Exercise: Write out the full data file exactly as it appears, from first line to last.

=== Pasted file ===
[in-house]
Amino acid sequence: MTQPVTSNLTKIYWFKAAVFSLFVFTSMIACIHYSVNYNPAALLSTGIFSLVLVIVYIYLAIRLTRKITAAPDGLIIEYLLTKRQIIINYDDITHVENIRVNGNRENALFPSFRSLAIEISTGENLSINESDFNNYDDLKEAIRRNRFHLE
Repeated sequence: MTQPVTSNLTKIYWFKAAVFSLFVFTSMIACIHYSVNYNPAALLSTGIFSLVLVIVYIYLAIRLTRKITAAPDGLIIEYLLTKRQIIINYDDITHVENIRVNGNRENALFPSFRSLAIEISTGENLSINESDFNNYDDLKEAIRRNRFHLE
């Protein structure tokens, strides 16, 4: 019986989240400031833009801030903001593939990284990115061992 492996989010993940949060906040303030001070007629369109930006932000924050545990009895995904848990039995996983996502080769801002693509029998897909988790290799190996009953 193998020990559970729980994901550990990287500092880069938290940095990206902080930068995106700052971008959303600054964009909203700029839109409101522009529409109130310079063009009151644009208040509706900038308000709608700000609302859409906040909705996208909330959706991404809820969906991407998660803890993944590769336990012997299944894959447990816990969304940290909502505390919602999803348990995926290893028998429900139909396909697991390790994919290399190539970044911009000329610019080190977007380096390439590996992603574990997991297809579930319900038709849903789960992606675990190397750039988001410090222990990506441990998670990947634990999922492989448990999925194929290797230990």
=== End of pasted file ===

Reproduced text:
[in-house]
Amino acid sequence: MTQPVTSNLTKIYWFKAAVFSLFVFTSMIACIHYSVNYNPAALLSTGIFSLVLVIVYIYLAIRLTRKITAAPDGLIIEYLLTKRQIIINYDDITHVENIRVNGNRENALFPSFRSLAIEISTGENLSINESDFNNYDDLKEAIRRNRFHLE
Repeated sequence: MTQPVTSNLTKIYWFKAAVFSLFVFTSMIACIHYSVNYNPAALLSTGIFSLVLVIVYIYLAIRLTRKITAAPDGLIIEYLLTKRQIIINYDDITHVENIRVNGNRENALFPSFRSLAIEISTGENLSINESDFNNYDDLKEAIRRNRFHLE
């Protein structure tokens, strides 16, 4: 019986989240400031833009801030903001593939990284990115061992 492996989010993940949060906040303030001070007629369109930006932000924050545990009895995904848990039995996983996502080769801002693509029998897909988790290799190996009953 193998020990559970729980994901550990990287500092880069938290940095990206902080930068995106700052971008959303600054964009909203700029839109409101522009529409109130310079063009009151644009208040509706900038308000709608700000609302859409906040909705996208909330959706991404809820969906991407998660803890993944590769336990012997299944894959447990816990969304940290909502505390919602999803348990995926290893028998429900139909396909697991390790994919290399190539970044911009000329610019080190977007380096390439590996992603574990997991297809579930319900038709849903789960992606675990190397750039988001410090222990990506441990998670990947634990999922492989448990999925194929290797230990």